Combating Counterfeit Products Act – Recording Registered Trademarks With Canadian Border Service Agency
Canada’s Parliament passed Bill C-8 in December 2014 — the Combating Counterfeit Products Act (“CCPA”). CCPA amends the Trademarks Act by providing for new trademark prohibitions and offences, and new broader measures for detaining counterfeit goods. Prior to this Bill becoming law, Canadian Customs had no legal authority to seize a commercial shipment based on a suspicion that it may be counterfeit.
In light of Bill C-8, the Canadian Border Services Agency (CBSA) has now adopted a new border regime to assist trademark owners in enforcing the new statutory prohibition against the importation of counterfeit goods. It is now possible for owners of registered Canadian trademarks to file with CBSA a Request For Assistance (RFA), requesting that border officers detain any commercial shipments suspected of containing counterfeit goods. This allows trademark owners with legal recourse before counterfeit goods actually enter the marketplace, since trademark owners can now initiate civil remedies based on the manufacture, distribution and possession with intent to sell counterfeit goods.
The Bill further provides for new criminal offences for possessing and exporting counterfeit goods for the purpose of trade, allowing the RCMP to seize counterfeit goods. In fact, selling, distributing, possessing, importing or exporting counterfeit goods for the purpose of trade is prohibited and subject to fines and possible jail time.
As this system is new, there will certainly be some weeds to work out, and the effectiveness of the program remains to be seen. Indeed there is some question as to whether the CBSA will be able to run the program effectively with recent government cuts.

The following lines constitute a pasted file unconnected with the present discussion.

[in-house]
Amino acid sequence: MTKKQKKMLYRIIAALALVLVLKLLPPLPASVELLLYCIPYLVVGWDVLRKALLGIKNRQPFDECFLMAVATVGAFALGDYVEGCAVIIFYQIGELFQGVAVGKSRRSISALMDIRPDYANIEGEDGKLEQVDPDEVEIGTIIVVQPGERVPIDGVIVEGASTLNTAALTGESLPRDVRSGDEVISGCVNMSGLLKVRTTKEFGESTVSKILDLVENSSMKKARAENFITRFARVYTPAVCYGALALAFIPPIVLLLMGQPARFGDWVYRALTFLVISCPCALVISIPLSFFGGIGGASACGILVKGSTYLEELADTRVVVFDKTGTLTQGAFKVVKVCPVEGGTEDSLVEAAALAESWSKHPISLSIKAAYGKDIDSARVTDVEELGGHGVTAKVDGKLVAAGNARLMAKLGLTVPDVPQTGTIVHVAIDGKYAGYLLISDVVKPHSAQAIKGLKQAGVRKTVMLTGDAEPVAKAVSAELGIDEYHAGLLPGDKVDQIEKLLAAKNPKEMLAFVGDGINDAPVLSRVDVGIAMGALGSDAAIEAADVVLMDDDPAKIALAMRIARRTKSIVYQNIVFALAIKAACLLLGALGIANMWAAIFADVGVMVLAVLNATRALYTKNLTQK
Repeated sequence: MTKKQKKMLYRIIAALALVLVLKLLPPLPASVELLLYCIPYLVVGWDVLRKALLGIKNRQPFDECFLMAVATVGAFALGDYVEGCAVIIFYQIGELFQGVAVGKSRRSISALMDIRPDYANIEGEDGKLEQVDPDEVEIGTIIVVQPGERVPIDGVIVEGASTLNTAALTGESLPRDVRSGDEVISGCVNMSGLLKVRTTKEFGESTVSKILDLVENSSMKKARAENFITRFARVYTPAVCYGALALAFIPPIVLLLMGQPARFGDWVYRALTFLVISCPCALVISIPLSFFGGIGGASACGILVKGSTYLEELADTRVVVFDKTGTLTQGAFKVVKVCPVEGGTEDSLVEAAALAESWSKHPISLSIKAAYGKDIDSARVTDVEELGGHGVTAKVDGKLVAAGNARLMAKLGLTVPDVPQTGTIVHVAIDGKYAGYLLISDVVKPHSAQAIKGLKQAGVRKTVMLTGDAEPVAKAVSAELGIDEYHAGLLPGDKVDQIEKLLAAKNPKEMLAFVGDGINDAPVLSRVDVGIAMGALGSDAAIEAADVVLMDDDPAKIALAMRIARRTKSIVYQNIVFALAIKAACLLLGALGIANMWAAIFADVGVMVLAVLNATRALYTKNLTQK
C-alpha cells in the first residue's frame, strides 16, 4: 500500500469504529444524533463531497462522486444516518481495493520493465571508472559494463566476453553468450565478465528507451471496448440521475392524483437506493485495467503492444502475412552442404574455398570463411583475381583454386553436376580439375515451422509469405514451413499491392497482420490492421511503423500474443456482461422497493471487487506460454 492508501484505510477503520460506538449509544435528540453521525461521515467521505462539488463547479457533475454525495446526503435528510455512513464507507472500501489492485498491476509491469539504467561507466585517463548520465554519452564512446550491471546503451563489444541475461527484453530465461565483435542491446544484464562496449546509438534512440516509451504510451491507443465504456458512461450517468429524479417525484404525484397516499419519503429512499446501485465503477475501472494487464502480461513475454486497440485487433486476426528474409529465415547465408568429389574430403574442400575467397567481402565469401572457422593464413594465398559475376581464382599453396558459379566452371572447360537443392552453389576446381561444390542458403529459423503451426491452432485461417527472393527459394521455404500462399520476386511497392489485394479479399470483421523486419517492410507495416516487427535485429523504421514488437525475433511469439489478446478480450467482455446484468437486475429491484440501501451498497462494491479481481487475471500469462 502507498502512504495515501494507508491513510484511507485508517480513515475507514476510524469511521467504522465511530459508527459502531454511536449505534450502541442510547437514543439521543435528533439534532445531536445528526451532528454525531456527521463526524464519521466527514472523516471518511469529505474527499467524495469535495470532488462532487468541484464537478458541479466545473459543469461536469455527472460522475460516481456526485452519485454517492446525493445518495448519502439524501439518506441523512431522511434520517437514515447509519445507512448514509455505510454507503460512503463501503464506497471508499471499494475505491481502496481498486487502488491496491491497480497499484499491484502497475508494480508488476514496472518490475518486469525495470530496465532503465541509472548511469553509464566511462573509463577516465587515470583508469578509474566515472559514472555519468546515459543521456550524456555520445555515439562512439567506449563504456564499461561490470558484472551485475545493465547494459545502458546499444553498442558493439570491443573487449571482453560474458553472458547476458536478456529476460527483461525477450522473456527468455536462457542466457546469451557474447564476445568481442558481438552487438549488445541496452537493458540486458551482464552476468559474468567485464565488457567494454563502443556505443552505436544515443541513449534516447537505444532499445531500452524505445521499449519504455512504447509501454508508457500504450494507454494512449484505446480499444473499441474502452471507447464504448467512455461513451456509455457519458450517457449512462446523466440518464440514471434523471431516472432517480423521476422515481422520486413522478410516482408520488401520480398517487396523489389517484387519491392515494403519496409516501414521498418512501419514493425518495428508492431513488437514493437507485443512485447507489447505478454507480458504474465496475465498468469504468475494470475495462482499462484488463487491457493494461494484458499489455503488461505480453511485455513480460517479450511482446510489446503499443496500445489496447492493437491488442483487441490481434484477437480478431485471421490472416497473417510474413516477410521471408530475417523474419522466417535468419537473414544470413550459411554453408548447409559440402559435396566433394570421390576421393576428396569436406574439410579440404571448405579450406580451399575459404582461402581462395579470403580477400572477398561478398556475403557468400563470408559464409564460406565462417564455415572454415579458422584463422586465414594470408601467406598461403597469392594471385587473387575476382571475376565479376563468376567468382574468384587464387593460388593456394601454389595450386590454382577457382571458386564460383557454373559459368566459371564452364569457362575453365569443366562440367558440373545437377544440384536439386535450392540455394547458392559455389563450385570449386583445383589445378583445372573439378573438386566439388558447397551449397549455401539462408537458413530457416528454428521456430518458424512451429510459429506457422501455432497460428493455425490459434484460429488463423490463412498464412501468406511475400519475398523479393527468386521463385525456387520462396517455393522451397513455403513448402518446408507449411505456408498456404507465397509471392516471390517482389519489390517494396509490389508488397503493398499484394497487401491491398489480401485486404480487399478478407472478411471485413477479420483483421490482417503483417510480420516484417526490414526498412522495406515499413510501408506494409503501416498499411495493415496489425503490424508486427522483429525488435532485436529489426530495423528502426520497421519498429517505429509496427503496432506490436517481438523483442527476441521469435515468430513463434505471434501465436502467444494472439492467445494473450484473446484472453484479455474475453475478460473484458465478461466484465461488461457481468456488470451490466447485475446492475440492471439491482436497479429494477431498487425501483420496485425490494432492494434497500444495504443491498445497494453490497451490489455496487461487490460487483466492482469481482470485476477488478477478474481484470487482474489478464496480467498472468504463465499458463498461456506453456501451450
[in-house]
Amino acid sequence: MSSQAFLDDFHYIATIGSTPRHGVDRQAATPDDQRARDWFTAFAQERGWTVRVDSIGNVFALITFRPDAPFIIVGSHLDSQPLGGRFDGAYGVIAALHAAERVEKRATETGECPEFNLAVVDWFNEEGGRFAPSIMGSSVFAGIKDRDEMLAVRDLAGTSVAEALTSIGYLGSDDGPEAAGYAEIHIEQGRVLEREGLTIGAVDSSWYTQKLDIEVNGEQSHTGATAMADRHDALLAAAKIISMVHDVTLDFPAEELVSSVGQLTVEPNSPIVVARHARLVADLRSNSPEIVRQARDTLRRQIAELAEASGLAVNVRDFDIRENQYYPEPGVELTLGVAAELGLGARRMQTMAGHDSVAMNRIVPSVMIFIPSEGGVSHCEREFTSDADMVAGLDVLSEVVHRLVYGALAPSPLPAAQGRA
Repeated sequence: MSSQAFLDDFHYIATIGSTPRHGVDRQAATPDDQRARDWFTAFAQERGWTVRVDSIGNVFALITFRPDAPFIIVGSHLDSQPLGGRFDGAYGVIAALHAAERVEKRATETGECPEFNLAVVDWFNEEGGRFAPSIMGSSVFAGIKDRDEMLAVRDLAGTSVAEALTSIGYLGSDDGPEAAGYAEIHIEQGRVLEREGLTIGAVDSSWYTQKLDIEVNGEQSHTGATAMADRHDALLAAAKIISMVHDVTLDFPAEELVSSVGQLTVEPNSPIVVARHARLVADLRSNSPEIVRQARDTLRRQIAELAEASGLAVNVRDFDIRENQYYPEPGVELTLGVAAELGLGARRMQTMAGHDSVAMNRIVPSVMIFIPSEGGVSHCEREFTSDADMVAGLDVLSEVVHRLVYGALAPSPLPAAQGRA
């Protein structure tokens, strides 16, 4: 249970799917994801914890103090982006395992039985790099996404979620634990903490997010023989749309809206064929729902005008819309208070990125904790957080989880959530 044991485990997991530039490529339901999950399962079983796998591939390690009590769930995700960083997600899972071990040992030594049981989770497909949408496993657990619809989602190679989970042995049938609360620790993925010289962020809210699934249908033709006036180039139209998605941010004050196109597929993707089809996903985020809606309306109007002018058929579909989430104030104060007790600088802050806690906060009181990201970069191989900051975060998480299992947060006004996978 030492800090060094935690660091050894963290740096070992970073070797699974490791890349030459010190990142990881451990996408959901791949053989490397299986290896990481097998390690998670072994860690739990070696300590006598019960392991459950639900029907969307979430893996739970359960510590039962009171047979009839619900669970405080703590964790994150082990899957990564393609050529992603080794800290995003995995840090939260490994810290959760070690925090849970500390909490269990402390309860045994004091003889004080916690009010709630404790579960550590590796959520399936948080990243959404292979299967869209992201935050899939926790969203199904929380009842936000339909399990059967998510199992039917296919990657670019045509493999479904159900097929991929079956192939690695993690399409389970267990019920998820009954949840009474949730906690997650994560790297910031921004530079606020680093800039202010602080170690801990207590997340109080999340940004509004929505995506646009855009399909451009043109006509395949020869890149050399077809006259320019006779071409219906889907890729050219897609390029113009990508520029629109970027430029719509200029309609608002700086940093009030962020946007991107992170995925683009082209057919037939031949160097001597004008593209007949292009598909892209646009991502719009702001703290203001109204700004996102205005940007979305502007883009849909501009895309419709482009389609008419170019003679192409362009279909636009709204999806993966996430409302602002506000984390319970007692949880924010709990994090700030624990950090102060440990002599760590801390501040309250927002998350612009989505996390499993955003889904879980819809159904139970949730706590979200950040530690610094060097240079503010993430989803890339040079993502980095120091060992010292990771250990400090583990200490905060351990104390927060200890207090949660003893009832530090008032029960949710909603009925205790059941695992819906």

It has however, been a long anticipated program as the United States have had a recordal service for some time now. CBSA officers now have the discretion to detain goods being imported into Canada that they suspect are counterfeit or infringing copyright. The program provides for the CBSA to communicate directly with trademark owners who subscribe to the program to provide them with samples of detained goods.
It is important to note that an RFA must be filed with the CBSA in order to benefit from the program. Accordingly, we are recommending to our clients who have experienced, or are experiencing issues with counterfeit products in the marketplace, or who have concerns that they are vulnerable to counterfeiting, that they record their registered trademarks with the CBSA.
There are only two requirements in order for you to qualify for the program ~ 1. Ensure your trademarks are registered in the Canadian Intellectual Property Office and that they remain in good standing. 2. Complete and submit a Request For Assistance (RFA) application. There are no fees to record your marks with the CBSA and each RFA is valid for 2 years.
Following submission with the RFA, the rights holder will receive an approval letter confirming their enrolement in the program and outlining additional information.
Once approved, if suspected counterfeit goods are intercepted by the CBSA, the trademark owner will be notified and given 10 days to take action. Once the rights holder initiates enforcement proceedings, the goods will be detained pending a ruling by the Federal Court regarding relief for the rights holder. In such cases, the RCMP manage the criminal investigation into counterfeiting.
It is important to also note that the program excludes the application of these measures on goods which are being shipped from one place to another outside of Canada and are simply in customs transit in Canada.
Since trademark registration is a requirement for filing an RFA, this is a good time for trademark owners to review their trademark portfolios to ensure their trademarks are adequately protected, especially those brands which may be more vulnerable to counterfeiting. In addition, we recommend that trademark owners review the goods covered by the existing registrations to ensure these registrations cover all goods in which the mark is in fact currently being used. If it does not, they should consider filing a new application to include such goods.
If you would like more information or assistance in recording your existing trademarks with the CBSA, please contact us.